BOSTON -- The team that showed up for the first A's game of May was nothing like the team that was the best in the American League in April.
For the first time this season the A's were completely not competitive in Friday night's 7-1 loss to the Boston Red Sox in Fenway Park.
It wasn't just that the six-run margin of difference was two runs greater than in any of the A's April losses in an 18-10 first month of the season. It was that starter Dan Straily didn't pitch well. Reliever Ryan Cook gave up a grand slam, three of the runners belonging to reliever Dan Otero, who also struggled.
It was that the offense generated no pressure on Red Sox starter Clay Buchholz, a pitcher Oakland had handled with ease in the past. The A's didn't put many men on base, and when they did they were 0 for 9 with runners in scoring position.
Straily wanted to take the loss on his shoulders.
"It was a frustrating day. I was fighting myself," he said. "It felt like I fell behind every single hitter 2-0. When you do that, it's no way to pitch."
Straily was bailed out of a jam in the fifth inning by Fernando Abad. When the sixth inning rolled around, Otero faced four men and three reached base. That led to Cook entering from the bullpen.
Cook turned a 2-1 game into a 6-1 blowout when Dustin Pedroia hammered his 100th major league homer.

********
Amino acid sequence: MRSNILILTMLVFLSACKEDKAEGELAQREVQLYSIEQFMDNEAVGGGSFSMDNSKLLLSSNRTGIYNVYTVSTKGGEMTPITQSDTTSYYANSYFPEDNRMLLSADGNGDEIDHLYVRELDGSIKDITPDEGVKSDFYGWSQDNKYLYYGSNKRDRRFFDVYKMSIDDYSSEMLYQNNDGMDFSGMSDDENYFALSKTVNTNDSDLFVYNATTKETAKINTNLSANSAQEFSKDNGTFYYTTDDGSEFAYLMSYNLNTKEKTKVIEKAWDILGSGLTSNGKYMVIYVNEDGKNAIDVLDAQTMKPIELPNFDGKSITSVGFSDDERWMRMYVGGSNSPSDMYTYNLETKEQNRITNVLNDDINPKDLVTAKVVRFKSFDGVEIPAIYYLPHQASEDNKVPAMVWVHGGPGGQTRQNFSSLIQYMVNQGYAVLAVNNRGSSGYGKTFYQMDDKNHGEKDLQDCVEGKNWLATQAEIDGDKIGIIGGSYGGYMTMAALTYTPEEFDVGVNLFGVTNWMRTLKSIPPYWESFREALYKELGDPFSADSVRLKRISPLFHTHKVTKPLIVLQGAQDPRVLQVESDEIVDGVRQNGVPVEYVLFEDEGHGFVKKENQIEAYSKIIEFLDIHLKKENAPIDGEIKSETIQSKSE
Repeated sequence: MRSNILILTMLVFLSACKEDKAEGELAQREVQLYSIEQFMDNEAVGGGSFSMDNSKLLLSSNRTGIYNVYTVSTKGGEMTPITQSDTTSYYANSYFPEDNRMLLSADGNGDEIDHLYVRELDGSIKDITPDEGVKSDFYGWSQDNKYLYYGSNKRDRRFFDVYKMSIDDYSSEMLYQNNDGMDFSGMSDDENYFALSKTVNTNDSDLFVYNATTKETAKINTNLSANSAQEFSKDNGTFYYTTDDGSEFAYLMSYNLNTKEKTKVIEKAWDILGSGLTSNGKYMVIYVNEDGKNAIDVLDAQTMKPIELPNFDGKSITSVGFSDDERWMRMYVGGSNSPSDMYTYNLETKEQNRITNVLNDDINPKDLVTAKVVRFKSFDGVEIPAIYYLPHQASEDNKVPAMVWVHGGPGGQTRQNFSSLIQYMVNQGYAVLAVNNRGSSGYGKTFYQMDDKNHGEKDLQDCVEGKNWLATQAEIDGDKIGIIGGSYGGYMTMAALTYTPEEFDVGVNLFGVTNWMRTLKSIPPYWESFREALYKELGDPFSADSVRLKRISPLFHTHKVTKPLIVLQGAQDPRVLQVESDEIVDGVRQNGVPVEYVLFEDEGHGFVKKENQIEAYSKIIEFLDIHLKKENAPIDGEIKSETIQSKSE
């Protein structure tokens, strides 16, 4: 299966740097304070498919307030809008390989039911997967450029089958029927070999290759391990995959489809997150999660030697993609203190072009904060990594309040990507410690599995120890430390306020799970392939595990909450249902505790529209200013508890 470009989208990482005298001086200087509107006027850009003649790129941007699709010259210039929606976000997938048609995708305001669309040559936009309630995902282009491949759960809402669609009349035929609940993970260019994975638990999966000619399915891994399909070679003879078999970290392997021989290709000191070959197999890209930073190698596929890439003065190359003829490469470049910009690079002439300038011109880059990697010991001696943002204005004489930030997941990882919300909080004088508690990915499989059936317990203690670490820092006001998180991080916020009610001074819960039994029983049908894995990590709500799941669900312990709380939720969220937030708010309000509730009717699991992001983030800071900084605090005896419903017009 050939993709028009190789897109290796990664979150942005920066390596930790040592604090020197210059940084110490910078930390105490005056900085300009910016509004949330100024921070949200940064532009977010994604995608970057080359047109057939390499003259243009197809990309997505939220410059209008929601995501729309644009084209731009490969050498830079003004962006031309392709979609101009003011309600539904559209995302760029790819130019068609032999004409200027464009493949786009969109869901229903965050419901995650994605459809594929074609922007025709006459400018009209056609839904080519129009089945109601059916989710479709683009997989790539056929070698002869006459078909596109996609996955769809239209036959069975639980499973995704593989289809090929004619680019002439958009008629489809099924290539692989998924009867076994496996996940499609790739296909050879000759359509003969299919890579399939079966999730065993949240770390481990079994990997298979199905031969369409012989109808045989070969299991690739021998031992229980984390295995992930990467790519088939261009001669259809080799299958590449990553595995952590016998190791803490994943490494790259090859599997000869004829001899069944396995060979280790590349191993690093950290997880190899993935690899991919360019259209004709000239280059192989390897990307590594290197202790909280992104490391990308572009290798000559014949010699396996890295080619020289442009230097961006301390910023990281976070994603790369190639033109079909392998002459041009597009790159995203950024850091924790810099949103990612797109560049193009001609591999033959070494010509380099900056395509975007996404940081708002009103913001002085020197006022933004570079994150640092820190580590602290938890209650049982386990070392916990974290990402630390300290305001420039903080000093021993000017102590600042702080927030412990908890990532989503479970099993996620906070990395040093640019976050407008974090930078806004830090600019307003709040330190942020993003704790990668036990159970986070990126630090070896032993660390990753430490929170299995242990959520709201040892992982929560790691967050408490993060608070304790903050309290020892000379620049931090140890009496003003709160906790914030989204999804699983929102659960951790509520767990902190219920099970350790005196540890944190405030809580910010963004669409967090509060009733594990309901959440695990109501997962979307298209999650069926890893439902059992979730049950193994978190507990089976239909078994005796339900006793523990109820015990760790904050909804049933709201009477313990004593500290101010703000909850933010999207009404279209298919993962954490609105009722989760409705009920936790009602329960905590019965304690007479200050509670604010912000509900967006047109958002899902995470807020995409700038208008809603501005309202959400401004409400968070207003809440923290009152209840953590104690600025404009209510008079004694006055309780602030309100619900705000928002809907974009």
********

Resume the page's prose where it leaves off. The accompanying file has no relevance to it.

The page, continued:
"I just hung a slider," said Cook, who had only given up two hits in his first nine appearances.
The right-hander started off throwing two good sliders to put Pedroia in an 0-2 hole. It was the exact opposite of the way Straily pitched, which was good. But the follow-up was disastrous.
"I felt like he hadn't seen a good one," Cook said of Pedroia. "I think it was the right pitch ... if I execute it. If I do, he swings over it or maybe grounds into a double play."
Instead, Pedroia, who hadn't homered in his last 160 at-bats dating back to the middle of last September, hit the top of the wall in left field. The A's challenged that the ball didn't clear the red line at the summit of the 37-foot-high Green Monster, but the review process didn't help the A's one bit.
"Pedroia did what he's supposed to do with it," Cook said.
The A's still have the best record in the A.L. at 18-11 and their starting pitching leads the league in ERA at 2.88.
Straily, though, hasn't been much of a part of that with a 1-2 record and 5.01 ERA. He's the only A's starter to fail to throw at least five innings every time out. Straily's 41/3 innings Friday was his second sub-five-inning start.
In a different time and place the A's might begin thinking about their options with Straily. But Oakland has already lost two starting pitchers, Jarrod Parker and A.J. Griffin, to season-ending Tommy John-style elbow ligament replacement surgery. As deep as they are, the A's don't have an unlimited pool of pitchers.
Still, the A's need to get more competitive innings out of Straily. They'll focus on seeing if he can get back to throwing first-pitch strikes, something he was able to do as a rookie 10-game winner last year.
"When he's not ahead in the count, he can be pretty predictable," manager Bob Melvin said. "He has a lot of weapons, but he's got to be ahead in the count."
Follow John Hickey on Twitter at twitter.com/JHickey3.
A's (Tommy Milone 0-2)
at Boston (Jon Lester 2-4), 10:35 a.m. CSNCA